Is That Even Possible?
Sarah grew up watching her dad crabbing and clamming on Cape Cod. She was more of a catch-and-release kind of girl, but nevertheless benefitted from the healthy fresh seafood of her childhood. She grew to love the sea and everything about it. She earned degrees in Marine Biology, and started to do some research for a Phd by crewing on lobster boats off of Santa Barbara. She did all of the tough work of a crew members, but also worked on surveying and mapping the Marine Protected Areas off of the coast. She loved everything about being on the boats, including getting to know the fishermen. She began to see how they were a dying breed–they call that the “graying of the fleet.” Not too many young people are becoming fishermen. When her research was complete she returned to academia, only to realize that she missed the fishermen and the sea.
So she gave up the idea of a Phd, and fished for a season (from October through March) on a lobster boat. She also worked selling the catch at Farmer’s Markets. She began to see how important it was to bring the experience of the sea to consumers. The longer she thought about it, the more she started to feel that there must be a way to connect the fishermen and the catch more closely. Sarah said that for lobster, from fisherman to consumer were up to 10 people in the chain of ownership. For fish it is up to six. She wanted to find a way to reduce that chain, and make that chain transparent.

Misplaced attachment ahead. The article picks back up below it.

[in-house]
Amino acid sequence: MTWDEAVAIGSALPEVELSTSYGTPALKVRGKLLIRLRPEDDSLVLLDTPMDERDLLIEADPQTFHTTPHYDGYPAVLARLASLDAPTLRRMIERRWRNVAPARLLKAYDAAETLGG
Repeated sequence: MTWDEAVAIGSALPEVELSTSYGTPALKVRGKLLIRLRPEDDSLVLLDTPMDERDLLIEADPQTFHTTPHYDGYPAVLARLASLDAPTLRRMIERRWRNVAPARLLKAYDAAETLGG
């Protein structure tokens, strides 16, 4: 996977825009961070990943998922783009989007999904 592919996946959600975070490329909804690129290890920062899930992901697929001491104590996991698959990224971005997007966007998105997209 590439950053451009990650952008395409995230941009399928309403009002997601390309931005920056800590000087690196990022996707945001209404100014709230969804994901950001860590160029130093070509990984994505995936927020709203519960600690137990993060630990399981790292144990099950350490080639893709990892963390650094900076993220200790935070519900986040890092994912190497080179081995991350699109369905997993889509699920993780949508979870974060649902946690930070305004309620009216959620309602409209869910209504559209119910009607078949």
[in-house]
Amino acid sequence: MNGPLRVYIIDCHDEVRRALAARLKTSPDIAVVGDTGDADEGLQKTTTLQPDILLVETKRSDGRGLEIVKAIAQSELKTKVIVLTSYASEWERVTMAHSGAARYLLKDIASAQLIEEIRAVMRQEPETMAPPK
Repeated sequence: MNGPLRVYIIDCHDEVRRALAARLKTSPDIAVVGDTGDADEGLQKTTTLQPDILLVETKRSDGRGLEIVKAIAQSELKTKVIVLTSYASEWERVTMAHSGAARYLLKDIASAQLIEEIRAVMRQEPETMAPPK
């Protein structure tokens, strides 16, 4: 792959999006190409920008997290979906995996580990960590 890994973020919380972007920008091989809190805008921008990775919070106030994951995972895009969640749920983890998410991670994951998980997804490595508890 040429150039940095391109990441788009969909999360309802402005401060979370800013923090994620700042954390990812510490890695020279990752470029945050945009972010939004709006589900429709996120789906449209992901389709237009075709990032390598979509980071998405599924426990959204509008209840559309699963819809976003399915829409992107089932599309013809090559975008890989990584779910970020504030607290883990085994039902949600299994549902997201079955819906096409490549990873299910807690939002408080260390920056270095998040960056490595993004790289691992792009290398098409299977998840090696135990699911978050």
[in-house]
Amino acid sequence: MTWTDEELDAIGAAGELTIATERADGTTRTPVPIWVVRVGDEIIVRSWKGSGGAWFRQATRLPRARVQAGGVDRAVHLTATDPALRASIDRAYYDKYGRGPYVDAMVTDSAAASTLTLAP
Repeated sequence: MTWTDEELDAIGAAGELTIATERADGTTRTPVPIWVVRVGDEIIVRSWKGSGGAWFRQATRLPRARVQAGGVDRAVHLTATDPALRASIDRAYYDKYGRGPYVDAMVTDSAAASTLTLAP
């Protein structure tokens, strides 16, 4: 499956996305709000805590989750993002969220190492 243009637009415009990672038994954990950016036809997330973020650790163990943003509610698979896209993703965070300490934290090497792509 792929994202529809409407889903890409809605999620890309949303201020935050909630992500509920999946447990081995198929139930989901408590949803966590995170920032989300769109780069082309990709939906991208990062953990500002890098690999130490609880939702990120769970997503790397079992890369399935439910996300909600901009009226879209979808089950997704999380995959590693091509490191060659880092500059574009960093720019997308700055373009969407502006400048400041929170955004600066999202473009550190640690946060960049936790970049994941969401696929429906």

Sarah met with a group of academics who were concerned about the health of the sea and the sustainability of the fish stocks, and they brought her on as the operational manager of the newly born Community Seafood, which launched in June of 2012. Soon she was the owner.
Community Seafood aimed to be the one link between the fishermen and the consumer. To that end, Sarah would buy the catch straight from the fishermen and sell it directly to the consumers. People bought into the group, and they would pick up the catch the day that it was caught.
Sarah developed relationships with local fishermen, and she now works with about 70 men and women, from 1-15 per month. She loves how they really care about the fish, and want to know that their catch is appreciated and how it is prepared. They also are very concerned about the sustainability of the fisheries, and work to make sure no area is over fished.
Now she meets the fishermen, just like I saw her do with Brent on a recent morning, and then takes the catch to cut and freeze.
So Sarah developed procedures to tail tag each fish as it is brought in, and each package includes a QR code that will take you back to the interview with the fisherman who caught the fish. You can use your smartphone to scan the QR code and meet your fishermen!
Now, three years later, Sarah and Community Seafood want to bring sustainable and traceable seafood from the waters off of Ventura, Santa Barbara, and LA counties to your table. So earlier this year, Sarah decided to begin quick-freezing the fresh catch to bring the fish to the store shelves. Lassen’s is proud to be one of the first retailers to offer Community Seafood in our freezer.
|Sarah’s logo is modeled on her husband’s boat!
Meet your fishermen, and Sarah, when you pick up some Community Seafood at Lassen’s!